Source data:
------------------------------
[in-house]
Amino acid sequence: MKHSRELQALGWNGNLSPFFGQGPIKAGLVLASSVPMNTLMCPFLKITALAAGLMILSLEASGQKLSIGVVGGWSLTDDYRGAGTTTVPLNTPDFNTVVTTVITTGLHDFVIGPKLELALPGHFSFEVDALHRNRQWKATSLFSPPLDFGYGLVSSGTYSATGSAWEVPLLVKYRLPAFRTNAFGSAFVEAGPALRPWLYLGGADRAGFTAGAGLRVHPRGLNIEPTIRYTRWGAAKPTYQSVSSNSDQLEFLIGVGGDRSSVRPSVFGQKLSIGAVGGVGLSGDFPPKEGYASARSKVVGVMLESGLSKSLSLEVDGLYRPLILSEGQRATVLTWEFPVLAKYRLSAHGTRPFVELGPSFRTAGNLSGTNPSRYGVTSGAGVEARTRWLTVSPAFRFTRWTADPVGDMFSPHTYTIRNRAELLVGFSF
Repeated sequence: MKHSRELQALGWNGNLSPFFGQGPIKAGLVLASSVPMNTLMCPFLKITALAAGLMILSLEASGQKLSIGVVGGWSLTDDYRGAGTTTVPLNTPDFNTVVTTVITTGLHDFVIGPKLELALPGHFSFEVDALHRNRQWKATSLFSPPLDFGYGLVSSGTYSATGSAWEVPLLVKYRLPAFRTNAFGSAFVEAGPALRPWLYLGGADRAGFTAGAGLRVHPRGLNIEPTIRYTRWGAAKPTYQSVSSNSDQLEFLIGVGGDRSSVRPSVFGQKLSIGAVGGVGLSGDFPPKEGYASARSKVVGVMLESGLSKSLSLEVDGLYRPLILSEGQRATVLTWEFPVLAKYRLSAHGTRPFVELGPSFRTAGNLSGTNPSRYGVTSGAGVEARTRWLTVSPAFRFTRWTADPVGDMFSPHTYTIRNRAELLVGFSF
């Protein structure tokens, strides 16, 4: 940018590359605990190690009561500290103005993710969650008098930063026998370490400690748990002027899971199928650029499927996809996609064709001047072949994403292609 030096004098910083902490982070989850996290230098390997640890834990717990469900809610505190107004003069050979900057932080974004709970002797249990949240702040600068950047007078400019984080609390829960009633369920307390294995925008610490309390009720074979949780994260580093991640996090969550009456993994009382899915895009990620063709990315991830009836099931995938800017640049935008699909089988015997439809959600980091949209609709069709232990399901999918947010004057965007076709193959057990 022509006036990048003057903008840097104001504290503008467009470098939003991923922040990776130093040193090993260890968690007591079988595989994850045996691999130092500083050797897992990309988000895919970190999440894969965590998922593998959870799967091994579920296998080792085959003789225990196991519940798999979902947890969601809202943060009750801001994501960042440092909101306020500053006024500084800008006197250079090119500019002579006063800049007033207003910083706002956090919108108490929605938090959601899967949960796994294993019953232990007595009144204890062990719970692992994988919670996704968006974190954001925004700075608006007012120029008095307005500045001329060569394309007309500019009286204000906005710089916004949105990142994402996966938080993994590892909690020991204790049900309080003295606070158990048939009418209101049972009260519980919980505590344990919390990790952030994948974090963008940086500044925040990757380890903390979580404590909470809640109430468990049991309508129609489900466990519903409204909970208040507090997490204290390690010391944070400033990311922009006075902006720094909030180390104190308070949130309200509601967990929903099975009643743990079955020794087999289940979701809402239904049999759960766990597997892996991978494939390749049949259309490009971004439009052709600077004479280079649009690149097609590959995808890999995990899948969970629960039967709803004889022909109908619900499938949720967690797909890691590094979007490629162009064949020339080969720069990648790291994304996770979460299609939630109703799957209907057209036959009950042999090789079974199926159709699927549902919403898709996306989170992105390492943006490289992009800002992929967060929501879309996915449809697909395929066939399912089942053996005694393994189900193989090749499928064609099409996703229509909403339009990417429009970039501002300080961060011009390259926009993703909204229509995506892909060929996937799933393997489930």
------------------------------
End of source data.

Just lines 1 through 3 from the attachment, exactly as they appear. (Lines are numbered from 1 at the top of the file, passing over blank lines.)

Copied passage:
[in-house]
Amino acid sequence: MKHSRELQALGWNGNLSPFFGQGPIKAGLVLASSVPMNTLMCPFLKITALAAGLMILSLEASGQKLSIGVVGGWSLTDDYRGAGTTTVPLNTPDFNTVVTTVITTGLHDFVIGPKLELALPGHFSFEVDALHRNRQWKATSLFSPPLDFGYGLVSSGTYSATGSAWEVPLLVKYRLPAFRTNAFGSAFVEAGPALRPWLYLGGADRAGFTAGAGLRVHPRGLNIEPTIRYTRWGAAKPTYQSVSSNSDQLEFLIGVGGDRSSVRPSVFGQKLSIGAVGGVGLSGDFPPKEGYASARSKVVGVMLESGLSKSLSLEVDGLYRPLILSEGQRATVLTWEFPVLAKYRLSAHGTRPFVELGPSFRTAGNLSGTNPSRYGVTSGAGVEARTRWLTVSPAFRFTRWTADPVGDMFSPHTYTIRNRAELLVGFSF
Repeated sequence: MKHSRELQALGWNGNLSPFFGQGPIKAGLVLASSVPMNTLMCPFLKITALAAGLMILSLEASGQKLSIGVVGGWSLTDDYRGAGTTTVPLNTPDFNTVVTTVITTGLHDFVIGPKLELALPGHFSFEVDALHRNRQWKATSLFSPPLDFGYGLVSSGTYSATGSAWEVPLLVKYRLPAFRTNAFGSAFVEAGPALRPWLYLGGADRAGFTAGAGLRVHPRGLNIEPTIRYTRWGAAKPTYQSVSSNSDQLEFLIGVGGDRSSVRPSVFGQKLSIGAVGGVGLSGDFPPKEGYASARSKVVGVMLESGLSKSLSLEVDGLYRPLILSEGQRATVLTWEFPVLAKYRLSAHGTRPFVELGPSFRTAGNLSGTNPSRYGVTSGAGVEARTRWLTVSPAFRFTRWTADPVGDMFSPHTYTIRNRAELLVGFSF